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Baillieres Clin Endocrinol Metab. 1994 Jul;8(3):601-28.

Sleep-disordered breathing and obesity.

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Sleep Disorders Centre, Royal Prince Alfred Hospital, Camperdown, NSW, Australia.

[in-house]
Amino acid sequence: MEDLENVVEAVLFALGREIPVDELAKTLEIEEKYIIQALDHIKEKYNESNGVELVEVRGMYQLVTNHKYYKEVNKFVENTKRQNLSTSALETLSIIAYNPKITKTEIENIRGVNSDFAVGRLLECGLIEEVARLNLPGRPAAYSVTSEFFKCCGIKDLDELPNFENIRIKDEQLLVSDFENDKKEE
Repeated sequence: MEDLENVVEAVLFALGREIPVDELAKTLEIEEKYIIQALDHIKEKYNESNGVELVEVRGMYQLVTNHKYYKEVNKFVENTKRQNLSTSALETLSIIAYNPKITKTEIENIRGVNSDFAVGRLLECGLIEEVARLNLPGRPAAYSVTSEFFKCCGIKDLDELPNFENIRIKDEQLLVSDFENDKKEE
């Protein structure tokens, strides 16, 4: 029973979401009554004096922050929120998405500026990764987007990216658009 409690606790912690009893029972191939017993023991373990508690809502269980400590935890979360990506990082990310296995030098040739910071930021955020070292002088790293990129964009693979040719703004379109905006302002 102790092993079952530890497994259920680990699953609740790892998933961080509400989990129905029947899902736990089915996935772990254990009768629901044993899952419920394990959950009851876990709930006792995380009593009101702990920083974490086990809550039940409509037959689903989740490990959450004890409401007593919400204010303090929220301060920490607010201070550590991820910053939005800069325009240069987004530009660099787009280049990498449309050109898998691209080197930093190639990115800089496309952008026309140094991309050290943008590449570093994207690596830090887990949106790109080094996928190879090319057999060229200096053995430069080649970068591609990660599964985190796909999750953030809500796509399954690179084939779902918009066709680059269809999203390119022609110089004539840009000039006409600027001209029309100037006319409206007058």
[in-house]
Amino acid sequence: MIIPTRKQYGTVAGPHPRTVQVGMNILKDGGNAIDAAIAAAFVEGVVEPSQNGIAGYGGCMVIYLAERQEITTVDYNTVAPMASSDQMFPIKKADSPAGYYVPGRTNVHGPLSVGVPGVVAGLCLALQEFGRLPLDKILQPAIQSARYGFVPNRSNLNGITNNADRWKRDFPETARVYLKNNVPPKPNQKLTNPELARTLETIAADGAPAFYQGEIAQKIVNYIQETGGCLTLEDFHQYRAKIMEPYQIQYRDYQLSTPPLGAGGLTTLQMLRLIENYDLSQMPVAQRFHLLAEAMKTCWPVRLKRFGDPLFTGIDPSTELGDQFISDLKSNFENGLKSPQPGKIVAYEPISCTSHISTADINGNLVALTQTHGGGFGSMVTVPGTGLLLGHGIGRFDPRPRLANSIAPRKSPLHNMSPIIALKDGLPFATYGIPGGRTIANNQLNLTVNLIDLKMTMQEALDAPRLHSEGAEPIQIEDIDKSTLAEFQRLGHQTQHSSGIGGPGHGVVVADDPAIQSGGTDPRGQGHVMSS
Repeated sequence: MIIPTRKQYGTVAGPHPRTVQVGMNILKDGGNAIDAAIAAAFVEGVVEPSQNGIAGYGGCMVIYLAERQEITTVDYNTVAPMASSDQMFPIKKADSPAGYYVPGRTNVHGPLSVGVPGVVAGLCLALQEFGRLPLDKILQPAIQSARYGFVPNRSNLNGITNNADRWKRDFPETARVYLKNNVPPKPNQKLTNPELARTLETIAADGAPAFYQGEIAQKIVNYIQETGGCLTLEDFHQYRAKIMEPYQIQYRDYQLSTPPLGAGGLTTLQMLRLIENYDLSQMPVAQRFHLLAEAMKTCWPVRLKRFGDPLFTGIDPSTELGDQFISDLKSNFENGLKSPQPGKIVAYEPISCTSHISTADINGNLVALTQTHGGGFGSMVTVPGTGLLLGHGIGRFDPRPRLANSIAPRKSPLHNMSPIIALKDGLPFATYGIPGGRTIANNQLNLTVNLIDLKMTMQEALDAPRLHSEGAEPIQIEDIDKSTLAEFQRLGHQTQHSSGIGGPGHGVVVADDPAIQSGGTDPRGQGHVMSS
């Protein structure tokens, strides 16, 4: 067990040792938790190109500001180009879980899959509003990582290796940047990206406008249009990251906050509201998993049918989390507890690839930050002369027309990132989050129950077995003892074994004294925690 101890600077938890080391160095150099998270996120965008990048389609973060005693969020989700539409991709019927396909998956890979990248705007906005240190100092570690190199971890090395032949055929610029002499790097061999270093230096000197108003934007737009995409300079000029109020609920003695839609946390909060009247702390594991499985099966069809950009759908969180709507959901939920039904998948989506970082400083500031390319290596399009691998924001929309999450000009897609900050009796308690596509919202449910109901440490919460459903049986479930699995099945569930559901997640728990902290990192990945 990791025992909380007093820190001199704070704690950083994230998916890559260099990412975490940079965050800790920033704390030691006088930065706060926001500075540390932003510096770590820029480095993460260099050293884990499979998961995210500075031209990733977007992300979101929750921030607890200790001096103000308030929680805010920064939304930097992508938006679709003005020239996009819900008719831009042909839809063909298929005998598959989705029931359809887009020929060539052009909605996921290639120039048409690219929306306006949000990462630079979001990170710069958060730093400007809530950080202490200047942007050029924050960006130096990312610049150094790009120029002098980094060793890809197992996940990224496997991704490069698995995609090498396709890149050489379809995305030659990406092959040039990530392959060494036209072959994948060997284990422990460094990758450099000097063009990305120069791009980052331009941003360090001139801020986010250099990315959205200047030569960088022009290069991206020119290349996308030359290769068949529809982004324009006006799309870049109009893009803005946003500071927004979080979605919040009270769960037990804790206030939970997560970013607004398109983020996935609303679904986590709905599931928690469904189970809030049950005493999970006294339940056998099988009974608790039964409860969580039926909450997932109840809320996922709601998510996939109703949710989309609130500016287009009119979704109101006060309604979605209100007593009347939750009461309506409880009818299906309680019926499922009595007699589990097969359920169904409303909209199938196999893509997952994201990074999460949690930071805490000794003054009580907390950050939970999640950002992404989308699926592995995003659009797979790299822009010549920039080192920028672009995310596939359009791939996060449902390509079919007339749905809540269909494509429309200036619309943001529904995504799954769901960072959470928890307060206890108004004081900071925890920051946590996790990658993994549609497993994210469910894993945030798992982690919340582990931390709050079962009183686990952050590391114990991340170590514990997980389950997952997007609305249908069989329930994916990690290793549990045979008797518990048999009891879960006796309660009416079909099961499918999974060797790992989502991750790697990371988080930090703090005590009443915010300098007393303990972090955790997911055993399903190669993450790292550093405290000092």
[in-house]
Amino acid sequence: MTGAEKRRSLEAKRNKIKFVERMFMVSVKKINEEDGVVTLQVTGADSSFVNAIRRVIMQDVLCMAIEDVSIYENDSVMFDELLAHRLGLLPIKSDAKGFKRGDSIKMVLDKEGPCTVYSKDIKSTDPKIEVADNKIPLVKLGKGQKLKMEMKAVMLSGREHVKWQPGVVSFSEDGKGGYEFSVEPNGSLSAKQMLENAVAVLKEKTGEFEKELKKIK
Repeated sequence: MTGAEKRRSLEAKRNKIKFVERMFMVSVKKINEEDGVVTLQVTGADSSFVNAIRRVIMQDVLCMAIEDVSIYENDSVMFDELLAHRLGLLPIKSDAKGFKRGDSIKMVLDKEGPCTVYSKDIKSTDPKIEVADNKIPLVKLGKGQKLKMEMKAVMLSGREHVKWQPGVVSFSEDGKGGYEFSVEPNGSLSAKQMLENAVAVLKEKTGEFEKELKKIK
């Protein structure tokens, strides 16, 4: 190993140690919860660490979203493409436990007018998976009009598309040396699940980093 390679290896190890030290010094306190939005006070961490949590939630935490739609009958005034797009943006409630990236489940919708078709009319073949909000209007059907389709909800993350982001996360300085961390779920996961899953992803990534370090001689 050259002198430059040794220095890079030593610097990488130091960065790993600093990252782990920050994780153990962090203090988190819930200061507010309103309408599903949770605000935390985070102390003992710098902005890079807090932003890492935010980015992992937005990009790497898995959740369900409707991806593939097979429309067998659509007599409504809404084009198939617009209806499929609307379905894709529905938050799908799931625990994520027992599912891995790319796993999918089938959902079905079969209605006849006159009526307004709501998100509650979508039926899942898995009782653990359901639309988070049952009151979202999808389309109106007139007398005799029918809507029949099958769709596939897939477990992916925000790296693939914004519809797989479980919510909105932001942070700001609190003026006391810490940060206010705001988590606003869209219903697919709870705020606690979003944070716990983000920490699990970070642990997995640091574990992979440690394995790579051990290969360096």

Recent epidemiological data indicate that obstructive sleep apnoea (OSA) and related conditions are extremely common in the middle-aged population. Obesity is an important aetiological factor in sleep-disordered breathing with a multifactorial role in the pathogenesis of upper airway occlusion. One extreme of the spectrum of sleep-disordered breathing is obesity-hypoventilation syndrome (one type of OSA with awake respiratory failure). Sleep-disordered breathing has a number of clinical consequences, including excess cardiovascular morbidity. Obesity is an important confounder of this association. Treatment of these disorders has been revolutionized by the use of nasal continuous positive airway pressure (CPAP). Weight reduction reduces apnoea severity but is not curative in most obese patients with sleep apnoea.

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